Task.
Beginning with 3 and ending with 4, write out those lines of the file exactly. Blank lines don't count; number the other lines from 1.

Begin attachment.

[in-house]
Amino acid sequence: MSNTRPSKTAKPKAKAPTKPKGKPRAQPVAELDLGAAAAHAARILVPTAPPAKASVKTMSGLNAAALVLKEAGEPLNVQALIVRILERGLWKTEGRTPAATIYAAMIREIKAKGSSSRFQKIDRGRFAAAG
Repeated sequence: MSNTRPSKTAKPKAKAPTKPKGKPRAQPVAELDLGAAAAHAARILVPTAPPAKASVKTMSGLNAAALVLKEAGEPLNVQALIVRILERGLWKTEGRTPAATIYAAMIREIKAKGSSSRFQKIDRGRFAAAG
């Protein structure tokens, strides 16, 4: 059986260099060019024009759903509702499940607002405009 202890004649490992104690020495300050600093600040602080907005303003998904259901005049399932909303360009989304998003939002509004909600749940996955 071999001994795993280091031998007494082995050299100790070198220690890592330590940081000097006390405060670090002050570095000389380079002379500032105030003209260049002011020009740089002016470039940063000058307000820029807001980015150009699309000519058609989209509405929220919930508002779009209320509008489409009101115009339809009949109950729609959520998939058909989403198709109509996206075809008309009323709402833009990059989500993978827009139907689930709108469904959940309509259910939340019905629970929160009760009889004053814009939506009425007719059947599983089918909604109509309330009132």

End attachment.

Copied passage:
Repeated sequence: MSNTRPSKTAKPKAKAPTKPKGKPRAQPVAELDLGAAAAHAARILVPTAPPAKASVKTMSGLNAAALVLKEAGEPLNVQALIVRILERGLWKTEGRTPAATIYAAMIREIKAKGSSSRFQKIDRGRFAAAG
């Protein structure tokens, strides 16, 4: 059986260099060019024009759903509702499940607002405009 202890004649490992104690020495300050600093600040602080907005303003998904259901005049399932909303360009989304998003939002509004909600749940996955 071999001994795993280091031998007494082995050299100790070198220690890592330590940081000097006390405060670090002050570095000389380079002379500032105030003209260049002011020009740089002016470039940063000058307000820029807001980015150009699309000519058609989209509405929220919930508002779009209320509008489409009101115009339809009949109950729609959520998939058909989403198709109509996206075809008309009323709402833009990059989500993978827009139907689930709108469904959940309509259910939340019905629970929160009760009889004053814009939506009425007719059947599983089918909604109509309330009132």